Through a National Institutes of Health (NIH) funded research project, in partnership with the Centre for AIDS Prevention Studies at the University of California, San Francisco (CAPS UCSF), Pangaea Zimbabwe AIDS Trust (PZAT) explored innovative strategies to mobilize adolescents and young people to increase uptake of HIV testing services in Chitungwiza using social media and mobile technology.
The aims of the study were
The SMM study finding were disseminated to various stakeholders who included the Chitungwiza Community Advisory Board (CAB), Youth Advisory Board (YAB), stakeholders, study participants and PZAT staff members.
The findings revealed that social media messaging is a vital element in the promotion of HIV testing in Zimbabwe among adolescents and young people. Social media and mobile technology were identified as effective, acceptable and accessible means to mobilize high risk adolescents and young people for HIV testing and access Sexual and Reproductive Health services.
High uptake of services at the SHAZ! HUB by adolescent boys and young men was attributed to how the staff at the HUB were accommodative, open-minded and engaging with adolescents and young men without any judgement or discriminatory attitude.
“Sister Mupakati is like a young person who brings herself down to our level and helps is with all our needs, she listened to me and treated me well without shouting,” reported one client.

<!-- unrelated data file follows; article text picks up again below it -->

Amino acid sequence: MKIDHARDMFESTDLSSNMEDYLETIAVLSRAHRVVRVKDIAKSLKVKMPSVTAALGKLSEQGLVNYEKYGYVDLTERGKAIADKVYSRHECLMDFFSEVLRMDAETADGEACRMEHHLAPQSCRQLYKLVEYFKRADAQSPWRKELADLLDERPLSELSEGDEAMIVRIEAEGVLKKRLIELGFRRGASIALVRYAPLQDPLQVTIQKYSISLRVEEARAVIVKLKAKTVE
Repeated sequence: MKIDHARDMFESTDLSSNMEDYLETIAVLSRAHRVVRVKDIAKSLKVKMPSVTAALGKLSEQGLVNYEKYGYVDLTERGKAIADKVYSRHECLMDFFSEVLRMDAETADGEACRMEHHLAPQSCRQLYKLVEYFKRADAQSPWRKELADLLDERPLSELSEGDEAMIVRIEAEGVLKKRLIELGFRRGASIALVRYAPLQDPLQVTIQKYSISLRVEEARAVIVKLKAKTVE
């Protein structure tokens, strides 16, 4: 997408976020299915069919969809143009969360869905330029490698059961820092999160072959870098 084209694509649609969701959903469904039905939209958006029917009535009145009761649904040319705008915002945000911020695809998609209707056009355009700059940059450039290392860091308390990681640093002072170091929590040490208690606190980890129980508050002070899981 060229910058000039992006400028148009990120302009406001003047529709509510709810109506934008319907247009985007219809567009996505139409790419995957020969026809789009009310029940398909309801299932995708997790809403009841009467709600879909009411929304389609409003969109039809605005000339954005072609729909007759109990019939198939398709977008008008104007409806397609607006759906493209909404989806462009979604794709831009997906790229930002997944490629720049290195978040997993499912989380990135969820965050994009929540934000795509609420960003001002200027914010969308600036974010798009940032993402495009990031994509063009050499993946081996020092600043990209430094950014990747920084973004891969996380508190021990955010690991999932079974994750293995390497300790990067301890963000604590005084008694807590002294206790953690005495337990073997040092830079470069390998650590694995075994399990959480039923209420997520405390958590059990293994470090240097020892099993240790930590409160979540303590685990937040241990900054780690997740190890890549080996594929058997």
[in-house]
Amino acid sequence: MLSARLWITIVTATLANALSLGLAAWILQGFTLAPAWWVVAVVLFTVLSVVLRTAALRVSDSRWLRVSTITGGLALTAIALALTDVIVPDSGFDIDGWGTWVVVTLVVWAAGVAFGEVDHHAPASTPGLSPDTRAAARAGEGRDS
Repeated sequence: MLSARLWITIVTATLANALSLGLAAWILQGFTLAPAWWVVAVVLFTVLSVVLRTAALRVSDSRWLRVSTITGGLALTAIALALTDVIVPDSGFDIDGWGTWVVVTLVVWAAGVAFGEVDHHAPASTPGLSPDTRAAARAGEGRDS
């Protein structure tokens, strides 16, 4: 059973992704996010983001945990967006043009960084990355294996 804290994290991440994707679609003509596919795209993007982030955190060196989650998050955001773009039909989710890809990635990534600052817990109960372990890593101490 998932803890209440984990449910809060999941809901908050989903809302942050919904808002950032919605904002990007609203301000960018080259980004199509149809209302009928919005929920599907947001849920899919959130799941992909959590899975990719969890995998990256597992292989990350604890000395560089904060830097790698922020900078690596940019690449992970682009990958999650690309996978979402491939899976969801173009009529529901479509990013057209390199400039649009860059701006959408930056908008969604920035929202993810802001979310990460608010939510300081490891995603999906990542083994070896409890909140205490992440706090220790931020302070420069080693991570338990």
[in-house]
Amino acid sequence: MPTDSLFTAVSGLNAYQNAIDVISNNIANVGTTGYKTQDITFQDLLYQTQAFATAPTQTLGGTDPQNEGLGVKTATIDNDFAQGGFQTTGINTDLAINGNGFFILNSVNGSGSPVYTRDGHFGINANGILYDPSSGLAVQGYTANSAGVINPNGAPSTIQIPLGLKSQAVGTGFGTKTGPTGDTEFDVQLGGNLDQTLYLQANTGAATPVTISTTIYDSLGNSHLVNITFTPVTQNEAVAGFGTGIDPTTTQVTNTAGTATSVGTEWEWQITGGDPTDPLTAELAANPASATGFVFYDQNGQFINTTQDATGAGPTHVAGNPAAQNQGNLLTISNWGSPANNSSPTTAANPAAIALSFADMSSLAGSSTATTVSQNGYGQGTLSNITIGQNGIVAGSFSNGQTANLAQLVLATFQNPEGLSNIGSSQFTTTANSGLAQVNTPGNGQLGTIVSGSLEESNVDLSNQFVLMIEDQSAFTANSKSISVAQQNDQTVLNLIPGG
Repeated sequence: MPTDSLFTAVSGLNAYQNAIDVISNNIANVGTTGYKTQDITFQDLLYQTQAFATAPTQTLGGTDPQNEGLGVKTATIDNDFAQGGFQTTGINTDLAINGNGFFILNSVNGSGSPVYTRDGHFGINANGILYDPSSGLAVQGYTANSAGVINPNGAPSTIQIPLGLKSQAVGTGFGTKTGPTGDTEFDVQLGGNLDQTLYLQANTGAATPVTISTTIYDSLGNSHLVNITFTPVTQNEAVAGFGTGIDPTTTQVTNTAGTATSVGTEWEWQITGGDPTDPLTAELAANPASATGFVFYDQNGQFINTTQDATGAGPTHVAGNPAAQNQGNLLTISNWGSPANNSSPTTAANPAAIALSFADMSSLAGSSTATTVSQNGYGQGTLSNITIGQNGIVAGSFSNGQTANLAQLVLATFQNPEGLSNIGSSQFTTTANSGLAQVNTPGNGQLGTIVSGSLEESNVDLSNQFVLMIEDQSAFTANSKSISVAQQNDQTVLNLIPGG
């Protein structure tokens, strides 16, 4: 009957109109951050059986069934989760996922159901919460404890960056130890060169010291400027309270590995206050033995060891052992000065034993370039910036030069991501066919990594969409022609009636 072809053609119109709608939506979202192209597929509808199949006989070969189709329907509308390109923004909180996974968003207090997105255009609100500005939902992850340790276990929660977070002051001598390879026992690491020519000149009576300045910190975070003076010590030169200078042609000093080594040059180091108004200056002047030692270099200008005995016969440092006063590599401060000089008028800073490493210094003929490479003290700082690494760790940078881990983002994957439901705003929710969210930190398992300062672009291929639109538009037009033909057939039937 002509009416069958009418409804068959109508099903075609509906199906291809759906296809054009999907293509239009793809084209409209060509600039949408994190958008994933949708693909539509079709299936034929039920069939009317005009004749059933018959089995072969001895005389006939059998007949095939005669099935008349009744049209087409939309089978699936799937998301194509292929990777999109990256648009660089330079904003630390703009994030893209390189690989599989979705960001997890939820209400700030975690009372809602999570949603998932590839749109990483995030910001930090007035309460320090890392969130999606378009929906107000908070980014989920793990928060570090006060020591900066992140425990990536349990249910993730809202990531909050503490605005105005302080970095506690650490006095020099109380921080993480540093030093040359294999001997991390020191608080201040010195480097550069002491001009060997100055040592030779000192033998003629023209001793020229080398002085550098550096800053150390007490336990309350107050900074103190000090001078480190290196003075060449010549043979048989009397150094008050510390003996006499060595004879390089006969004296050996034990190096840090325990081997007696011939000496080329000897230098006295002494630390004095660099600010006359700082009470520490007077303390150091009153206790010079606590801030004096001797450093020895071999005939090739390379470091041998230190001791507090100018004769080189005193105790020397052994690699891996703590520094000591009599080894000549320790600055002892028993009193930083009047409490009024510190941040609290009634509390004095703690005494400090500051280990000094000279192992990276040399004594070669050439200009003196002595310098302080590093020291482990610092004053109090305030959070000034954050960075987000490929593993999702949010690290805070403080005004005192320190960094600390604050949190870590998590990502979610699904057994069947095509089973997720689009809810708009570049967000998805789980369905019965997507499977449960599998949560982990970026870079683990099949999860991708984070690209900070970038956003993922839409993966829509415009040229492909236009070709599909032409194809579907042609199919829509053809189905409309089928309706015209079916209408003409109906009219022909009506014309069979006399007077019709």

In addition, the findings revealed that primary activities and services were geared towards young people. At the SHAZ! HUB young people access free clinical and non-clinical services such as HIV Testing Services (HTS), Sexual and Reproductive Health (SRH), comprehensive sexuality education, short vocational training courses (candle making, cobra-making, dishwashing liquid, toilet cleaner and cordial drinks making). Young people are able to access Wi-Fi, satellite television and video games.
“It is good to access services at a place geared towards young people. It makes us feel comfortable to express ourselves…”
“When CATS accompanied me to the OI clinic, I just felt safe…I wasn’t confident enough to go by myself so the fact that CATS was there helped me…Even when I had to sign the form, held assisted me on what and where to write…”
The findings further revealed that it is of significance that adolescents and young people are informed about HIV testing and have access to sexual and reproductive health services with the purpose of fighting the HIV epidemic.
It is pivotal to understand that though it may not be feasible to replicate the full HUB model, there are valued elements that can be integrated into the public health facilities. These elements include: